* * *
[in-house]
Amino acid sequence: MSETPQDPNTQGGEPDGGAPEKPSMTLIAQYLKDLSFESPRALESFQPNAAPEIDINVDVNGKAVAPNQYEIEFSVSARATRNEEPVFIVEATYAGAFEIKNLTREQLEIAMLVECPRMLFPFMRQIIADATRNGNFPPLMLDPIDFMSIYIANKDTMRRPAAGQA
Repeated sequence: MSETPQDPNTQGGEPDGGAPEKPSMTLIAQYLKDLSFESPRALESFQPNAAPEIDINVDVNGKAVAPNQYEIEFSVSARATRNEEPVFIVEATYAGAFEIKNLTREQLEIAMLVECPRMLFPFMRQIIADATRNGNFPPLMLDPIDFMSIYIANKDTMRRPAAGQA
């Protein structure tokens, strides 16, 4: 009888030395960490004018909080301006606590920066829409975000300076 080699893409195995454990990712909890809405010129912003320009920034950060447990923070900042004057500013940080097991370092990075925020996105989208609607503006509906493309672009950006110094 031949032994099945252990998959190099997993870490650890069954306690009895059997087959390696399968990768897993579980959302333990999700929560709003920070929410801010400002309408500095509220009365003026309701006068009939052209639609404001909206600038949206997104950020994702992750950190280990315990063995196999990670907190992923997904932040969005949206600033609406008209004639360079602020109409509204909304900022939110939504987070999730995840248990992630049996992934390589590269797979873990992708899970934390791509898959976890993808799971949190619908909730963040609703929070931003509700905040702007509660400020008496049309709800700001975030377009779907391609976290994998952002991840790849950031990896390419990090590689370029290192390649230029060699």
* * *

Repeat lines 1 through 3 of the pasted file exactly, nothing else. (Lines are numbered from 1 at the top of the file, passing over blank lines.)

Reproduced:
[in-house]
Amino acid sequence: MSETPQDPNTQGGEPDGGAPEKPSMTLIAQYLKDLSFESPRALESFQPNAAPEIDINVDVNGKAVAPNQYEIEFSVSARATRNEEPVFIVEATYAGAFEIKNLTREQLEIAMLVECPRMLFPFMRQIIADATRNGNFPPLMLDPIDFMSIYIANKDTMRRPAAGQA
Repeated sequence: MSETPQDPNTQGGEPDGGAPEKPSMTLIAQYLKDLSFESPRALESFQPNAAPEIDINVDVNGKAVAPNQYEIEFSVSARATRNEEPVFIVEATYAGAFEIKNLTREQLEIAMLVECPRMLFPFMRQIIADATRNGNFPPLMLDPIDFMSIYIANKDTMRRPAAGQA